Resignations allow charter school to stay afloat
HONOLULU — A financially troubled public charter school in Kalihi will stay open after its leaders agreed to resign.
Founder and longtime director Laara Allbrett, along with board members of Halau Lokahi Public Charter School, resigned to meet a requirement by the state Charter School Commission for a new contract, the Honolulu Star-Advertiser reported Wednesday.
Last school year, Halau Lokahi ran up debts of more than $400,000. The school stopped paying rent in February and could not make payroll in May.
The new contract calls for the school to increase enrollment, pay off debt and cover expenses next year. The Hawaiian studies-focused school aims to serve high-risk students who struggled or failed in mainstream public schools. It also offers an online educational program.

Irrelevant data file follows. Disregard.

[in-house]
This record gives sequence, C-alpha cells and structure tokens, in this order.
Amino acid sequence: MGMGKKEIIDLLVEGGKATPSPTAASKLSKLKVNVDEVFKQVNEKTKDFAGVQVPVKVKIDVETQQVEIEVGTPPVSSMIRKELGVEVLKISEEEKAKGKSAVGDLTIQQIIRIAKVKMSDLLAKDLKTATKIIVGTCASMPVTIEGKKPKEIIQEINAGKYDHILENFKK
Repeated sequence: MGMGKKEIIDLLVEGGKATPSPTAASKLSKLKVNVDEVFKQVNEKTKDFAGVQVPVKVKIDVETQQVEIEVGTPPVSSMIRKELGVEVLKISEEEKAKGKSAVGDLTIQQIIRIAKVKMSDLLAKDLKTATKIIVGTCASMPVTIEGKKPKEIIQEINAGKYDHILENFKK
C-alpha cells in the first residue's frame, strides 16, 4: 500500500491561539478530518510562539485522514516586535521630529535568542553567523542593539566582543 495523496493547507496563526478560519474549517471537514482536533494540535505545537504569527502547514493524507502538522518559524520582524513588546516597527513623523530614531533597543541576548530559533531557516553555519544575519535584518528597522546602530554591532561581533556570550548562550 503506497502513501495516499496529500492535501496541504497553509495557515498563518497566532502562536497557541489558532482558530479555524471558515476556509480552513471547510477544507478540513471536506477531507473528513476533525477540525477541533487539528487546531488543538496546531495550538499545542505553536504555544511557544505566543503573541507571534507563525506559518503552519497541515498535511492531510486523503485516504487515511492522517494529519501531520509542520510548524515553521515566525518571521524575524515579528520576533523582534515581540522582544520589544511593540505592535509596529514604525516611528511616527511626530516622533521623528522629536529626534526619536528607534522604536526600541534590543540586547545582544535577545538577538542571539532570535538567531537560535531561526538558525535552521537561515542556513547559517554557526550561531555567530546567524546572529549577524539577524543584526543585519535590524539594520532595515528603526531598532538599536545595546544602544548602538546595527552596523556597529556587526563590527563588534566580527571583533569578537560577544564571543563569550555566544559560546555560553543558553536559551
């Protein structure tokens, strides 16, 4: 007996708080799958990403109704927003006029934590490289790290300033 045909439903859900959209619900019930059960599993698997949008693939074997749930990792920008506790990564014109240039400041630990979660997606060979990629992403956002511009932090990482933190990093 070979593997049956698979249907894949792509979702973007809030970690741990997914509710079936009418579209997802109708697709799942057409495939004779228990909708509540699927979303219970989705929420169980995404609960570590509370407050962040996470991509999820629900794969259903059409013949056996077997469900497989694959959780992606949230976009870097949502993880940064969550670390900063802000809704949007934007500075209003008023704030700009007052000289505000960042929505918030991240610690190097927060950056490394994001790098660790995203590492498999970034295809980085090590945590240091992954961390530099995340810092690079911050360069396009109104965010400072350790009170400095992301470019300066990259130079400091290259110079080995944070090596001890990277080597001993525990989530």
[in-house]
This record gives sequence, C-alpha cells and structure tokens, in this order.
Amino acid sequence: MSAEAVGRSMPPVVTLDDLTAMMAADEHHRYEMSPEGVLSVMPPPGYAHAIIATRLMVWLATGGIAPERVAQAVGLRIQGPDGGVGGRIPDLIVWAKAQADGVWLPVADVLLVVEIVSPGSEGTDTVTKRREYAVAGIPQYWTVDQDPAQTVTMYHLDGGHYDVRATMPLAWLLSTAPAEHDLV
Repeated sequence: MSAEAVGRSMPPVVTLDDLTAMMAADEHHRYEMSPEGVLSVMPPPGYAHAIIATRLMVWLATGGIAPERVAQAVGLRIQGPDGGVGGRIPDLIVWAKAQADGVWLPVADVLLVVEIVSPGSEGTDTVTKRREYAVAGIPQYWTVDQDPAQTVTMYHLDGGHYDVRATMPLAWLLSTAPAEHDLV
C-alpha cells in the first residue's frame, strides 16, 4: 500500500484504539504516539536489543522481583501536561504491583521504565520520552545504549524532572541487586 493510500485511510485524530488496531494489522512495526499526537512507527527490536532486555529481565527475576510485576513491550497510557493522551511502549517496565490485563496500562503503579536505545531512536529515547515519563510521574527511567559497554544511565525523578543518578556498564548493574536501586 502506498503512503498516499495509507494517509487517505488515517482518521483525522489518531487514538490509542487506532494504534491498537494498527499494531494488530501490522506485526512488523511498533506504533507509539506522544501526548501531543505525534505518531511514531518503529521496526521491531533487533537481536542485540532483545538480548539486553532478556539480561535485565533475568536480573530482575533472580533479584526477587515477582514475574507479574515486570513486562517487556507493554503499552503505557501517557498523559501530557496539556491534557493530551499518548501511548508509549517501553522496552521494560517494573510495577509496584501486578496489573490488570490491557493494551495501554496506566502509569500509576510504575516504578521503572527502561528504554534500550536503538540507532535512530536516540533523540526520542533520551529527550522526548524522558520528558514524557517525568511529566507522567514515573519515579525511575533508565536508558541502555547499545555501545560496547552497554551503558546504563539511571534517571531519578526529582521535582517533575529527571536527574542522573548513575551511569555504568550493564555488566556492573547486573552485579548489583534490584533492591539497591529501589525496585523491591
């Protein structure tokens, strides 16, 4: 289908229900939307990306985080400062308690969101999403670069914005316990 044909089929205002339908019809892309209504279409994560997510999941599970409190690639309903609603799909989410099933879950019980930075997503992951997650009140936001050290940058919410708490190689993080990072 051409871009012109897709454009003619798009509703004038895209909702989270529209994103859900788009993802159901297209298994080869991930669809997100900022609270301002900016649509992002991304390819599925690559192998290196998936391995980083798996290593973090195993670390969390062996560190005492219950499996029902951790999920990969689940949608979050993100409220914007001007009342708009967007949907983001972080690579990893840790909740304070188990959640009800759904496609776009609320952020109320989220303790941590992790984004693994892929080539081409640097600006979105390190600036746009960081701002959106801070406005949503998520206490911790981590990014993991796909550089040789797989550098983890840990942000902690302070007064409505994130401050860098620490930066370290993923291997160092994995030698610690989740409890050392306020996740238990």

Most of the debt is in salaries and rent. School leaders blame their financial troubles on the way the state funds charter schools, which receive no money for facilities.
Allbrett said the school is appealing to donors on the governor for help.
“I really send out a plea to our Hawaiian community especially: If you’re in a position to kokua, please help Halau Lokahi be the kind of school we intended it to be,” she said.
Commissioners said school leaders must be held accountable for the way school finances were managed.
At an emotional meeting last week where staff members warned the commission that removing their leadership would hurt the school, teacher Hina Wong-Kalu flung a handful of Hawaiian salt in the face of Tom Hutton, the commission’s executive director.
Hutton, who had recommended closing the school, calmly shook the salt out of his hair and clothes.
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